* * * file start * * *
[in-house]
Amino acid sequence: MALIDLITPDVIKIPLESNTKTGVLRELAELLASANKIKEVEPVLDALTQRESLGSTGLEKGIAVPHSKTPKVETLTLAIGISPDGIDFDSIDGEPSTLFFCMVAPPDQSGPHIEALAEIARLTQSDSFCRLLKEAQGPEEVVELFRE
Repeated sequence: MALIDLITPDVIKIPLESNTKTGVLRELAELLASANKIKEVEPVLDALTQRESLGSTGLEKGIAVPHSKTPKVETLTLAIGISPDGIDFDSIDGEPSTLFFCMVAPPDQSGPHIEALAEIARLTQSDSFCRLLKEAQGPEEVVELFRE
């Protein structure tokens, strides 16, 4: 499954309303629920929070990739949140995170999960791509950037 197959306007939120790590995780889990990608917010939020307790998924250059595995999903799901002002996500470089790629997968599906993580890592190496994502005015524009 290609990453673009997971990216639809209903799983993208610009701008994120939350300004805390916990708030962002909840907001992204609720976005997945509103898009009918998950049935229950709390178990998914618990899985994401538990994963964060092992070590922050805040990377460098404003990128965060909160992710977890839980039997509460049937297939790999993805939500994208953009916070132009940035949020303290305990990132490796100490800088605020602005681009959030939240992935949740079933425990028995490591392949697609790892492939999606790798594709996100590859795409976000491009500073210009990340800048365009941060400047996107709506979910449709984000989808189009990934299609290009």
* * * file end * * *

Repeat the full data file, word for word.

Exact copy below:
[in-house]
Amino acid sequence: MALIDLITPDVIKIPLESNTKTGVLRELAELLASANKIKEVEPVLDALTQRESLGSTGLEKGIAVPHSKTPKVETLTLAIGISPDGIDFDSIDGEPSTLFFCMVAPPDQSGPHIEALAEIARLTQSDSFCRLLKEAQGPEEVVELFRE
Repeated sequence: MALIDLITPDVIKIPLESNTKTGVLRELAELLASANKIKEVEPVLDALTQRESLGSTGLEKGIAVPHSKTPKVETLTLAIGISPDGIDFDSIDGEPSTLFFCMVAPPDQSGPHIEALAEIARLTQSDSFCRLLKEAQGPEEVVELFRE
């Protein structure tokens, strides 16, 4: 499954309303629920929070990739949140995170999960791509950037 197959306007939120790590995780889990990608917010939020307790998924250059595995999903799901002002996500470089790629997968599906993580890592190496994502005015524009 290609990453673009997971990216639809209903799983993208610009701008994120939350300004805390916990708030962002909840907001992204609720976005997945509103898009009918998950049935229950709390178990998914618990899985994401538990994963964060092992070590922050805040990377460098404003990128965060909160992710977890839980039997509460049937297939790999993805939500994208953009916070132009940035949020303290305990990132490796100490800088605020602005681009959030939240992935949740079933425990028995490591392949697609790892492939999606790798594709996100590859795409976000491009500073210009990340800048365009941060400047996107709506979910449709984000989808189009990934299609290009």